Friday, December 31, 2010

Night Gallery : The Boy Who Predicted Earthquakes (1971)

Night Gallery was an American anthology series that aired on NBC from 1970 to 1973, featuring stories of horror and the macabre. Rod Serling, who had gained fame from an earlier series, The Twilight Zone, served both as the on-air host of Night Gallery and as a major contributor of scripts, although he did not have the same control of content and tone as he had had on The Twilight Zone.

Serling appeared in an art gallery setting and introduced the macabre tales that made up each episode by unveiling paintings (by artist Tom Wright) that depicted the stories. Night Gallery regularly presented adaptations of classic fantasy tales by authors such as H. P. Lovecraft, as well as original works, many of which were by Serling himself. The series was introduced with a pilot TV movie that aired on November 8, 1969, and featured the directorial debut of Steven Spielberg, as well as one of the last acting performances by Joan Crawford. Unlike the series, in which the paintings merely accompanied an introduction to the upcoming story, the paintings themselves actually appeared in the three segments, serving major or minor plot functions. Night Gallery was part of a rotating anthology series called Four-In-One. This 1970–1971 television series rotated four separate shows, also including McCloud, SFX and The Psychiatrist. Two of these, Night Gallery and McCloud were renewed for the 1971–1972 season with McCloud becoming the most popular and longest running of the four.

The series attracted criticism for its use of comedic blackout sketches between the longer story segments in some episodes, and for its splintered, multiple-story format, which contributed to its uneven tone. Serling wrote many of the teleplays, including “Camera Obscura,” “The Caterpillar” (based on a short story by Oscar Cook), “Class of ’99,” “Cool Air” (based on a short story by H.P. Lovecraft), “The Doll,” “Green Fingers,” “Lindemann’s Catch,” and “The Messiah on Mott Street” (heavily influenced by Bernard Malamud's "Angel Levine"). Non-Serling efforts include “The Dead Man,” “I’ll Never Leave You—Ever,” “Pickman’s Model,” “A Question of Fear,” “Silent Snow, Secret Snow,” and “The Sins of the Fathers.”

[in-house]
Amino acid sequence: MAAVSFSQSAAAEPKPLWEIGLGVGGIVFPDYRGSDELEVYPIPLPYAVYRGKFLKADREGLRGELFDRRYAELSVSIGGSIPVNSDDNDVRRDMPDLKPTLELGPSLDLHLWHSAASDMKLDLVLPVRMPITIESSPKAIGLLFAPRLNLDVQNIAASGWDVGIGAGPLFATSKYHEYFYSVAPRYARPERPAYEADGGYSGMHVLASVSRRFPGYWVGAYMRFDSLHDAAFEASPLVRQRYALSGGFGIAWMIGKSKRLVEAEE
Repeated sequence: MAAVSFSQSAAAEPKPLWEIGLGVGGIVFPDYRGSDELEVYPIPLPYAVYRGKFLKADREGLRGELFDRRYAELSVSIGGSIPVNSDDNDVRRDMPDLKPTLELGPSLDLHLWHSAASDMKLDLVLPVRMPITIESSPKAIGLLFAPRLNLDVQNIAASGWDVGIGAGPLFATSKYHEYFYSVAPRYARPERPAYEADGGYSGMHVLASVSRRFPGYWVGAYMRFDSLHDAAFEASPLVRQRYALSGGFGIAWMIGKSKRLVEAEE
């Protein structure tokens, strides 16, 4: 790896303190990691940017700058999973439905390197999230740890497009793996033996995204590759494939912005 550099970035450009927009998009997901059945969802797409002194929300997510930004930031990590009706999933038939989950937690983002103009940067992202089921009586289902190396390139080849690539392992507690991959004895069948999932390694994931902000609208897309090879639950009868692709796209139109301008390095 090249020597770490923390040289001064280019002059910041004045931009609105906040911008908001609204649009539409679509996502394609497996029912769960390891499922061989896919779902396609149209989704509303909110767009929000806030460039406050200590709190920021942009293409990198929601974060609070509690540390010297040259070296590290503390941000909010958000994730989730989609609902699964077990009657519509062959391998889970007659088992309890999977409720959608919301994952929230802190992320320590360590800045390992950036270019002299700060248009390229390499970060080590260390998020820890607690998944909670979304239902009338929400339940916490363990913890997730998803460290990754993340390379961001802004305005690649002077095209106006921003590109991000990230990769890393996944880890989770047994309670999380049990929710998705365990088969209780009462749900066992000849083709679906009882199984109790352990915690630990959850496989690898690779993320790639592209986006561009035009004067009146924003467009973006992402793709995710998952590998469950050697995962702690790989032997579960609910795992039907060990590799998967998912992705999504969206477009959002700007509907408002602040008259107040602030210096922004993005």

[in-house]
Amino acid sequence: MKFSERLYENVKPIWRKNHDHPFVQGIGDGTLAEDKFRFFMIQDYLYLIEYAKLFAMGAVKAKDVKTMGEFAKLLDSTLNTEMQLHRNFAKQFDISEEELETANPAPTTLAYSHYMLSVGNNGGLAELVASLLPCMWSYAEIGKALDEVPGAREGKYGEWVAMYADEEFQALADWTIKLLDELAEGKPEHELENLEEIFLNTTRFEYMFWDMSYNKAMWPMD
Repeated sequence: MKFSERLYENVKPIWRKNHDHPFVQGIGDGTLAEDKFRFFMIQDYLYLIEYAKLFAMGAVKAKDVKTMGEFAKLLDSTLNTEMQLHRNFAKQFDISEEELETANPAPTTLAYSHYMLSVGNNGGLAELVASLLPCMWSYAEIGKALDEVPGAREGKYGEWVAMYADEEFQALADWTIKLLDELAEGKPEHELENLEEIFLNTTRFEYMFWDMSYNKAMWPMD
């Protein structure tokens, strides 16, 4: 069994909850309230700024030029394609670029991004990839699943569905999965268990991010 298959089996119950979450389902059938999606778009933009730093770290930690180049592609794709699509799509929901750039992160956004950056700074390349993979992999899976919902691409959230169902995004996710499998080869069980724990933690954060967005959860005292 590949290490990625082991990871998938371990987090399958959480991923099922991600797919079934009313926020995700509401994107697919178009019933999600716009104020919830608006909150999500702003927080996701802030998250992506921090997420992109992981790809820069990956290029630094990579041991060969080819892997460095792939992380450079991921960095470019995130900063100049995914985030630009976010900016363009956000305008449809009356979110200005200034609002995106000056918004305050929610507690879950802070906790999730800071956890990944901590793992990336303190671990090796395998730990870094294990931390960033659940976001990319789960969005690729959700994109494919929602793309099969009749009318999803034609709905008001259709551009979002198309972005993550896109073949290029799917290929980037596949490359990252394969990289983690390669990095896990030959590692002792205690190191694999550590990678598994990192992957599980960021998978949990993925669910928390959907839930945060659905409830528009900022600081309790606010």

By the final season, Serling, stung by criticism and ignored by the show’s executives, all but disowned the series.

In this episode
A boy's gift for prophesy pressures him when he forecasts disaster. / A babysitter is alarmed at her clients' behavior. / Peter Lacland asks his doctor to amputate a problematic hand. / A comic twist on "Phantom of the Opera."

I loved this episode a Clint Howard classic

55 MIN

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